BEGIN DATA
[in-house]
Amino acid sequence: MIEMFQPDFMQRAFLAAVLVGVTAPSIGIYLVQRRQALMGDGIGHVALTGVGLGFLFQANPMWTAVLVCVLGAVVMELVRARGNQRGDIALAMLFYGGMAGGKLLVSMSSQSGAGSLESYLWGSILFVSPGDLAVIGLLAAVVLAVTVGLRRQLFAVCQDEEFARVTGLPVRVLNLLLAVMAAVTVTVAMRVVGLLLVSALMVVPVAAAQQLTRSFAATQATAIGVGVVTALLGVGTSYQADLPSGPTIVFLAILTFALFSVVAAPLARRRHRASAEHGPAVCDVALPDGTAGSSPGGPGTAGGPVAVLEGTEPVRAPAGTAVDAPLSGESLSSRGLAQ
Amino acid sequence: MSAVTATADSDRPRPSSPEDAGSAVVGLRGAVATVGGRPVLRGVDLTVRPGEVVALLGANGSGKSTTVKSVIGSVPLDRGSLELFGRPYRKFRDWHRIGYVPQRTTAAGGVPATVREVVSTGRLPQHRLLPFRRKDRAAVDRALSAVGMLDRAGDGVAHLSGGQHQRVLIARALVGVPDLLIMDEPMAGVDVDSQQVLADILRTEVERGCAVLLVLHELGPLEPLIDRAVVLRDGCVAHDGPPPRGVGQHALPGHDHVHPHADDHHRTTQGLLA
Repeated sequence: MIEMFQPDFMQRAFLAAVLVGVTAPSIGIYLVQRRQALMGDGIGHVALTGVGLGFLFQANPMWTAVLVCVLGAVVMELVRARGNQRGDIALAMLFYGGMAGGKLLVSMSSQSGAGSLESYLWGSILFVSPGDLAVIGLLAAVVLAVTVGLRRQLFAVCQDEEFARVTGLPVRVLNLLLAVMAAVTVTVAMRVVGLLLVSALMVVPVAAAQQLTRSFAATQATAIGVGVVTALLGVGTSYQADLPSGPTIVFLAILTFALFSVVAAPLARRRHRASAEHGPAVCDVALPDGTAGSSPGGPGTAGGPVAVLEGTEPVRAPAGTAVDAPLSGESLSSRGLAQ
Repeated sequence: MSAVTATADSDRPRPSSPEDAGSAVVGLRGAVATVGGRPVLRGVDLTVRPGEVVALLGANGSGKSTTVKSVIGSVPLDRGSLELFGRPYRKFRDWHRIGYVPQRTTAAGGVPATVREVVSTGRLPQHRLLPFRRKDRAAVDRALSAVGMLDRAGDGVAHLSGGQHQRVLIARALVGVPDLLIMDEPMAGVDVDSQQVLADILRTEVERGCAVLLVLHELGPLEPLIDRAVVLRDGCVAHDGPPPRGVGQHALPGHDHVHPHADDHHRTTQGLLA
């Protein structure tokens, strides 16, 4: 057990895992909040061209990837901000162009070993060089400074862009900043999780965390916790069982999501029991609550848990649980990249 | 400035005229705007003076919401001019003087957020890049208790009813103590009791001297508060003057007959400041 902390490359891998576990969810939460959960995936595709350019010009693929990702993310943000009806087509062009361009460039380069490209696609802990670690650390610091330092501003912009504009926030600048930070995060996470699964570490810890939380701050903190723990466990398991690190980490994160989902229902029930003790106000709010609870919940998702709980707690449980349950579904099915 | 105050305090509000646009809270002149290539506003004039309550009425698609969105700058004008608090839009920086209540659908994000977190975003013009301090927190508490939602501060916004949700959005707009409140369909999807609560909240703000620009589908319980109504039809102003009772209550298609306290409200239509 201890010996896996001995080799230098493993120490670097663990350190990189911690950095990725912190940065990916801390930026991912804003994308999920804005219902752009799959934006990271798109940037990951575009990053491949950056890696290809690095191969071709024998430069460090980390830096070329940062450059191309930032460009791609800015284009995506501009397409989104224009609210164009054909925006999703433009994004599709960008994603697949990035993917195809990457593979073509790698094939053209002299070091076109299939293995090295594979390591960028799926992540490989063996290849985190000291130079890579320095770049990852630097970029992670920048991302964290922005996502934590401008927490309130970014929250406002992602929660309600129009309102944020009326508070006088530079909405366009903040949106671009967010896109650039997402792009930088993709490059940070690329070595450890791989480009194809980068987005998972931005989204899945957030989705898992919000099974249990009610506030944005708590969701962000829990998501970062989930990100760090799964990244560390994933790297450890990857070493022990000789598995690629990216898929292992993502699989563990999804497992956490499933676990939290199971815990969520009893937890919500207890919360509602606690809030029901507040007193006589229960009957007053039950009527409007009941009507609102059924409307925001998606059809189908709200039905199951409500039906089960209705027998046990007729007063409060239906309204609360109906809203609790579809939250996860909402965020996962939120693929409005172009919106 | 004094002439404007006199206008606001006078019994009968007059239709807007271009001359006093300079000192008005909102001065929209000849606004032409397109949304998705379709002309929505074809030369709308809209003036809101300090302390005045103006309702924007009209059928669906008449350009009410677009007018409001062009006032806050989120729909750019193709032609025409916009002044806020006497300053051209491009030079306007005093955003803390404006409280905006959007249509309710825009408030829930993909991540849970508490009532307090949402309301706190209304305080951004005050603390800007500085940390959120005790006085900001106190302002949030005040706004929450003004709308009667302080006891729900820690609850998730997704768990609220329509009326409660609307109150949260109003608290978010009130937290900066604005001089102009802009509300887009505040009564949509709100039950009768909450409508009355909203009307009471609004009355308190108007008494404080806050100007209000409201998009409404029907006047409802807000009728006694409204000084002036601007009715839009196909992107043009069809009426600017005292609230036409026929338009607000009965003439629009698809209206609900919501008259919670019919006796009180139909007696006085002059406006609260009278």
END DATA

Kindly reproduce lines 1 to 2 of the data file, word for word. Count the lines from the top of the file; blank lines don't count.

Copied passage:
[in-house]
Amino acid sequence: MIEMFQPDFMQRAFLAAVLVGVTAPSIGIYLVQRRQALMGDGIGHVALTGVGLGFLFQANPMWTAVLVCVLGAVVMELVRARGNQRGDIALAMLFYGGMAGGKLLVSMSSQSGAGSLESYLWGSILFVSPGDLAVIGLLAAVVLAVTVGLRRQLFAVCQDEEFARVTGLPVRVLNLLLAVMAAVTVTVAMRVVGLLLVSALMVVPVAAAQQLTRSFAATQATAIGVGVVTALLGVGTSYQADLPSGPTIVFLAILTFALFSVVAAPLARRRHRASAEHGPAVCDVALPDGTAGSSPGGPGTAGGPVAVLEGTEPVRAPAGTAVDAPLSGESLSSRGLAQ